After four days of intense competition, the Chinese League of Legends division, LPL, triumphed in the Rift Rivals 2017 Asian region tournament against the LCK (Korea) and the LMS (Taiwan, Hong Kong, Macao).
The first day of competition saw China with 2 wins and 2 losses (1 win and 1 loss to both LMS and LCK). Teams Royal Never Give Up (RNG) and OMG each won games, while OMG also lost a game along with EDward Gaming (EDG). The fourth LPL team, WE, did not play until day two. The second day seemed to spell certain doom for the LPL, as they went 0-4. RNG lost to KT Rolster (LCK), EDG lost to J Team (LMS), WE lost to Flash Wolves (LMS) and WE lost SKT (LCK). Luckily, the teams seemed to learn from their mistakes and rallied on day 3 to win against the LMS for their place in the finals against LCK with three wins and two losses. The final game was close, with coaches choosing to put forward Flash Wolves on the LMS side and WE on the LPL side. While analysts thought RNG would have been a better choice, WE showed everybody why they’re ranked the best team in China.
On today, the fifth and final day of Rift Rivals 2017 Asian region, analysts and fans were certain the LPL would lose to the LCK, and it seemed the best they could hope for would be to not lose 0-3. Korea has dominated the League of Legends scene, bringing home the last four World Championship titles. In 2016 they placed three teams in the top four, and in 2015 they placed two teams in the top four. In 2013 and 2014 they faced Chinese teams in the World Championship finals, and since then the LPL has been on a decline. They did not place in the top four in neither 2015 nor 2016. Today, though, they showed that they’re still a competitive region, and should not be easily dismissed.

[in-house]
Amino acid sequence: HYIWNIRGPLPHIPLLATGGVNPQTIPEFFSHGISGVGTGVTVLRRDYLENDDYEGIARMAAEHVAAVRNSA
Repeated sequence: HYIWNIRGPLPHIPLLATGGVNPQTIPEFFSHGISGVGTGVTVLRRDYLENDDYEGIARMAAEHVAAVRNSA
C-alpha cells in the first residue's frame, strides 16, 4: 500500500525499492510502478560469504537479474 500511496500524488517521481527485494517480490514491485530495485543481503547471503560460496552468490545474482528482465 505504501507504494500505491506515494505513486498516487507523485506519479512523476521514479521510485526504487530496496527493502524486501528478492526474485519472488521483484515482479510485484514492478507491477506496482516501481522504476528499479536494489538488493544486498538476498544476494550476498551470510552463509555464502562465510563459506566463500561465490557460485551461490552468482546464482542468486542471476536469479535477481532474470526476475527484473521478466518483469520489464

The first match of the day went to the LPL when EDG won against Samsung Galaxy. Game two also went to the LPL, with WE triumphing over powerhouse juggernaut SKT, who holds three World Championship titles under their belt. Game three went to the LCK’s KT Rolster over WE. Game four was RNG against MVP, and in this game the favored team was RNG, who had shown a stronger performance over the course of the tournament than MVP. Ultimately, they won the game with 13 kills and 10 towers to MVP’s 14 kills and 3 towers.
Importantly, Rift Rivals runs a different format from the World Championship, and is much more casual. For the Asian region, instead of playing best of five, teams only played one game against each other. There was also no real title to win—it was just a friendly regional tournament, the first of its kind for League of Legends. This, however, didn’t stop the emotional outpouring that happened when LPL won—even the Chinese casters were in tears. When your coaches have doubt and your fans have doubt, but you come out on top, then one can say this was truly a story of redemption.